6.45am: Triple-digit loss predicted 

The FTSE 100 index is expected to open with a triple-digit loss on Wednesday as fears over the escalating state of the coronavirus (COVID-19) pandemic in the US weigh heavily on market sentiment.

Spread better IG expects the FTSE 100 to start the session down 163 points after closing 108 points higher at 5,672 on Tuesday.

The market in London seems set to tracking a disappointing performance from Wall Street overnight, with the Dow Jones Industrials Average closing 1.8% lower at 21,917 as it booked its worst quarterly performance in 124 years. Meanwhile, the S&P 500 closed down 1.6% at 2,584 and the Nasdaq Composite fell 0.9% to 7,700.

Traders on Wall Street are becoming jittery as the number of US deaths due to the coronavirus rose to over 3,800, taking the country’s death toll higher than the official count from China. Sentiment will not have been helped by warnings from President Donald Trump that as many as 240,000 people in the country could die from the disease even if current social distancing measures were maintained.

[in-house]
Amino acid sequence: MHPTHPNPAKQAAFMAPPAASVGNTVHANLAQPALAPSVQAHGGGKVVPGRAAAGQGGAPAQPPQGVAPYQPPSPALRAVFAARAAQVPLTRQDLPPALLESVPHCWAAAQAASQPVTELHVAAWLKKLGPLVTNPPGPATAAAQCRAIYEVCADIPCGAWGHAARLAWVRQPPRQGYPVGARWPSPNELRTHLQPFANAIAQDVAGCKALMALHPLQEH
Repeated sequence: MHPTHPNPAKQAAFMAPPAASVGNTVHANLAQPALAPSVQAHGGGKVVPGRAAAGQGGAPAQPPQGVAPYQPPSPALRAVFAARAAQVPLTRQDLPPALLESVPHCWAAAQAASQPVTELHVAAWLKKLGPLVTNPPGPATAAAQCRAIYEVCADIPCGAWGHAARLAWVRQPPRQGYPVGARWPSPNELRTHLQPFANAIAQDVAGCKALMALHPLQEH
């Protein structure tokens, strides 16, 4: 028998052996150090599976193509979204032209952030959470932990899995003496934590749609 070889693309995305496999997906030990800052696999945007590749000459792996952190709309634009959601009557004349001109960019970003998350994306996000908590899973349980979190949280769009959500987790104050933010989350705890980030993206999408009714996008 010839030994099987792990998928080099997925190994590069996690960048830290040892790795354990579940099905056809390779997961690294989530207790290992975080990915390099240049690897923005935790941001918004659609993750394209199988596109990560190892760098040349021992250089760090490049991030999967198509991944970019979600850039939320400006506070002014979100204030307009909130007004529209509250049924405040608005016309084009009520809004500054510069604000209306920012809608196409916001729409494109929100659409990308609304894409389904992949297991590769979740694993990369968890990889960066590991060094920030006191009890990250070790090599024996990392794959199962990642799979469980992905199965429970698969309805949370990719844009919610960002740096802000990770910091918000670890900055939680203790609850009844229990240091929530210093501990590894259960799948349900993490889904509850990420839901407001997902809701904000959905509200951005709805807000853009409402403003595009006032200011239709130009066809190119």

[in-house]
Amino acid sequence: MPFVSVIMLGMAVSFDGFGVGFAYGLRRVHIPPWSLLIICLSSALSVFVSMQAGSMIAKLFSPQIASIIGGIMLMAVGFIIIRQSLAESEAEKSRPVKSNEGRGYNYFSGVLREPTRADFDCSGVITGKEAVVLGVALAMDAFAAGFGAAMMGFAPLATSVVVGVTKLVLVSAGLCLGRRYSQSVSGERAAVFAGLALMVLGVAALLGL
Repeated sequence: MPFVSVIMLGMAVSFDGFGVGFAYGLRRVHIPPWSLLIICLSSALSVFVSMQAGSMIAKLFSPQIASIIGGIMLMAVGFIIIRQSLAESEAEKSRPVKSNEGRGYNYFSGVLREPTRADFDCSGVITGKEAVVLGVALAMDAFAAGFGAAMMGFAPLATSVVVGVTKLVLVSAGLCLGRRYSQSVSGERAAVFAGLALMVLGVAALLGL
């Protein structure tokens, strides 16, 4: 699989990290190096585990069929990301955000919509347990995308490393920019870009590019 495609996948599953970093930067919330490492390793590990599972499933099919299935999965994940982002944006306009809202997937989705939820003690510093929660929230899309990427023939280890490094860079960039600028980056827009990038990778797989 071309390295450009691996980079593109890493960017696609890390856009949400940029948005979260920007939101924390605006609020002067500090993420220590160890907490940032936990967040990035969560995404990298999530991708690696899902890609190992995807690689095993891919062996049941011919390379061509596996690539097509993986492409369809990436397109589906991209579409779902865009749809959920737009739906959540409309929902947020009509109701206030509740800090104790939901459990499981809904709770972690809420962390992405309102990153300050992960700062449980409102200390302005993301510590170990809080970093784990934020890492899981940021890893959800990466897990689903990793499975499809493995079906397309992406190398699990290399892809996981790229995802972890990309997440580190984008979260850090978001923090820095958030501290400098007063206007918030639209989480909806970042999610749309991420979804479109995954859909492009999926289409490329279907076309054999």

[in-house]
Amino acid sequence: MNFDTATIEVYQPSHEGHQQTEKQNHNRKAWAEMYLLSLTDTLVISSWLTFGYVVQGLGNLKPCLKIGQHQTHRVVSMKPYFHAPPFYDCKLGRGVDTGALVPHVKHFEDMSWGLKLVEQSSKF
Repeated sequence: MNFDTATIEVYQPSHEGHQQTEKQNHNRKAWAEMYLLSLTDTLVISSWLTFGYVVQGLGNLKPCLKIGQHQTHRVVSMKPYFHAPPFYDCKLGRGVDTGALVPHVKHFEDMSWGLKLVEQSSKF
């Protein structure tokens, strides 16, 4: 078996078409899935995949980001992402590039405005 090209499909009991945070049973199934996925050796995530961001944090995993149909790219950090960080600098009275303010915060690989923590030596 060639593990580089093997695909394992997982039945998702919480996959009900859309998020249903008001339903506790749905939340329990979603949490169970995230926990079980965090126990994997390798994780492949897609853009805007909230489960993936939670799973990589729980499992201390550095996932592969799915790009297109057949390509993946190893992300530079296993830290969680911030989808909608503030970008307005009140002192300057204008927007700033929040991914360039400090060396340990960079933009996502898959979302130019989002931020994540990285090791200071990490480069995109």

The pandemic and fears of a looming recession also drove Asian markets lower today, with Japan’s Nikkei 225 down 2.4% while Hong Kong’s Hang Seng fell 1.2%.

On the currency markets, the pound was down around 0.3% at US$1.2389 against the dollar, although US ADP job figures due later today could provide some catalysts for movement as well as more clarity on the impact of the virus on the American economy.

Significant announcements that had been expected for Wednesday: